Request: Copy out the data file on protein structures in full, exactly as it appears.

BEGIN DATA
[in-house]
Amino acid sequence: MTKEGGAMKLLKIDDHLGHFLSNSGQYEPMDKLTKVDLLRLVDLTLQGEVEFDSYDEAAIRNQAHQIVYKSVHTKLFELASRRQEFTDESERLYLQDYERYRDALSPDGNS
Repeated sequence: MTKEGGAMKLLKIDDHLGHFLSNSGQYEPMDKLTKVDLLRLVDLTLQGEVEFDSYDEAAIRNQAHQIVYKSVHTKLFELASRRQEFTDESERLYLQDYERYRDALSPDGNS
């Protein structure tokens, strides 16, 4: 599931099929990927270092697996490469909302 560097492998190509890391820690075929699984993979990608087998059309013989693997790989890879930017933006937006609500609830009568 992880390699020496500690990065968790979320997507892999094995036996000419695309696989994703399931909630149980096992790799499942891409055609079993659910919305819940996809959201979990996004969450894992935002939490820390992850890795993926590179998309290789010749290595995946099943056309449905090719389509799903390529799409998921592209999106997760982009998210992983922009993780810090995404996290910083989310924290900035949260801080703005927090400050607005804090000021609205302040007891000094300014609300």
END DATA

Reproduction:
[in-house]
Amino acid sequence: MTKEGGAMKLLKIDDHLGHFLSNSGQYEPMDKLTKVDLLRLVDLTLQGEVEFDSYDEAAIRNQAHQIVYKSVHTKLFELASRRQEFTDESERLYLQDYERYRDALSPDGNS
Repeated sequence: MTKEGGAMKLLKIDDHLGHFLSNSGQYEPMDKLTKVDLLRLVDLTLQGEVEFDSYDEAAIRNQAHQIVYKSVHTKLFELASRRQEFTDESERLYLQDYERYRDALSPDGNS
């Protein structure tokens, strides 16, 4: 599931099929990927270092697996490469909302 560097492998190509890391820690075929699984993979990608087998059309013989693997790989890879930017933006937006609500609830009568 992880390699020496500690990065968790979320997507892999094995036996000419695309696989994703399931909630149980096992790799499942891409055609079993659910919305819940996809959201979990996004969450894992935002939490820390992850890795993926590179998309290789010749290595995946099943056309449905090719389509799903390529799409998921592209999106997760982009998210992983922009993780810090995404996290910083989310924290900035949260801080703005927090400050607005804090000021609205302040007891000094300014609300």